Norbert Rillieux is another name you must remember if you have a sweet tooth 🙂 According to the author, “Rillieux was a straight-talking, free African American in slave-holding Louisiana and a cousin of the French Impressionist painter Edgar Degas. Norbert Rillieux’s triple-effect evaporator helped fill the world’s sweet tooth with cakes and candies” (30). American Chemical Society’s web site has this to say about the great chemist:

Norbert Rillieux (1806-1894), widely considered to be one of the earliest chemical engineers, revolutionized sugar processing with the invention of the multiple effect evaporator under vacuum. Rillieux’s great scientific achievement was his recognition that at reduced pressure the repeated use of latent heat would result in the production of better quality sugar at lower cost. One of the great early innovations in chemical engineering, Rillieux’s invention is widely recognized as the best method for lowering the temperature of all industrial evaporation and for saving large quantities of fuel.

I found the book to be informative, engaging, and even thrilling at times. I highly recommend this book to anyone who’s interested in the history of science and/or biographies.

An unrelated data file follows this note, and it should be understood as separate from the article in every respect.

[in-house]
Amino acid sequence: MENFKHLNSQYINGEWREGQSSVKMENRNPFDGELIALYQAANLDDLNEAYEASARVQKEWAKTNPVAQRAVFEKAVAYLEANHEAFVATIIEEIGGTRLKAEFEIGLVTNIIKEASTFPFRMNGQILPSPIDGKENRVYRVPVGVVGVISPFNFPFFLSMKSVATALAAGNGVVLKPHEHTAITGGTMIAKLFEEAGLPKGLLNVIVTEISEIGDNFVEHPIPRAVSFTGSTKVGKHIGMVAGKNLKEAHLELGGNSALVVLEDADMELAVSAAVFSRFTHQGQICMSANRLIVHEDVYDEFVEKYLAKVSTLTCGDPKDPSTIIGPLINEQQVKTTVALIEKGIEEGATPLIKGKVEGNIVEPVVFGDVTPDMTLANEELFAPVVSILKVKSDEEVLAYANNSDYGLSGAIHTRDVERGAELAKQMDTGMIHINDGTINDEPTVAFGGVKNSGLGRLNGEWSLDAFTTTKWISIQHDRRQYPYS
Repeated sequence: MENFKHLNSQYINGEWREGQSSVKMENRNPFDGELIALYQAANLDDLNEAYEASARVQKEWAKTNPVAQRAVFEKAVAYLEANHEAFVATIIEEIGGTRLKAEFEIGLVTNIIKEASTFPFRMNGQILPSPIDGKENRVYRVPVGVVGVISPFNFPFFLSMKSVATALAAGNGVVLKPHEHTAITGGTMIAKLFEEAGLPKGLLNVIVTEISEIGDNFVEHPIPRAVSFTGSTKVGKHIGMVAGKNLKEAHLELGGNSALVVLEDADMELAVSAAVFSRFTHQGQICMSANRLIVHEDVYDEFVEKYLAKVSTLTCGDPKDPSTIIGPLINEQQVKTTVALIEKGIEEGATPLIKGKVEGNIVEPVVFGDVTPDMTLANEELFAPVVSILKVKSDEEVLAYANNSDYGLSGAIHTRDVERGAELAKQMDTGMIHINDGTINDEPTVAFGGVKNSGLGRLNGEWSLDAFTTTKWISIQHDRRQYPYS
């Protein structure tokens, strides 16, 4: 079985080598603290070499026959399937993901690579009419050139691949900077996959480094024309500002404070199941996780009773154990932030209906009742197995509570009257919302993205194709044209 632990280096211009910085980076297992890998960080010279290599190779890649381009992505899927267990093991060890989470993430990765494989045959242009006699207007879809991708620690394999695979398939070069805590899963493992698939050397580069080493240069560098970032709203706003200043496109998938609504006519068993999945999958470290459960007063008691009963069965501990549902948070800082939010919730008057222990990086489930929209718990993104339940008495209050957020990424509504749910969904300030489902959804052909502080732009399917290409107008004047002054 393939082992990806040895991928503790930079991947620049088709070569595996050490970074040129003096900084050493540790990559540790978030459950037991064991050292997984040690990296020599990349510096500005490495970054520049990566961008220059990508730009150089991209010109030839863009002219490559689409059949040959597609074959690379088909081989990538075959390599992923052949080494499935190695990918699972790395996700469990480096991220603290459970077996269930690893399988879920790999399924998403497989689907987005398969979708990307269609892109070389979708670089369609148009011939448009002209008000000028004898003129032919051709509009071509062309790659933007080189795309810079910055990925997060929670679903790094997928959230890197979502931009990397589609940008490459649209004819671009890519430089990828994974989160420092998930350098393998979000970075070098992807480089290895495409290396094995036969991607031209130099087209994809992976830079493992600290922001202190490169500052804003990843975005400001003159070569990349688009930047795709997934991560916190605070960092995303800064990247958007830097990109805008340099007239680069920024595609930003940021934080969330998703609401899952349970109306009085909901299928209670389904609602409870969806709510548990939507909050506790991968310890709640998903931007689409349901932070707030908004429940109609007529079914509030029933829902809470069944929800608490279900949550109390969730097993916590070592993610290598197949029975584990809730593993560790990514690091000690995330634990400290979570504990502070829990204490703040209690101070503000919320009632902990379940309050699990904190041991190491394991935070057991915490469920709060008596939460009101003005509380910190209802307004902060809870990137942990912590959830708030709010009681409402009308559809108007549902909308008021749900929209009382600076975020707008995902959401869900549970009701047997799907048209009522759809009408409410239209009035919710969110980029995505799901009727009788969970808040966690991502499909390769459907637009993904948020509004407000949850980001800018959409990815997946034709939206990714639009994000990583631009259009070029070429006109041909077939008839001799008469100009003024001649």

Andrew S · Humor · Memoir · Non-Fiction

The Jerusalem Syndrome | by Marc Maron

The Jerusalem Syndrome

The Jerusalem Syndrome: My Life as a Reluctant Messiah
by Marc Maron
(Broadway Books, 2001, 192 pages)

Marc Maron hosts a popular podcast where he interviews comedians, actors, directors, musicians, and writers. Before he was doing that, he was performing a one man show (which became this book) in which he obsessed over an inexplicable sense that he was unique, chosen, destined to…well he doesn’t know quite what. Sometimes this sense of calling was drug induced, sometimes not. Maron draws out the pseudo-religious qualities of his hallucinations (drug induced and otherwise), his inexplicable brand loyalties, and his fascination with his Jewish heritage. The story culminates with a trip to Jerusalem, where he is sure that this bizarre sense of calling will find some kind of fulfillment.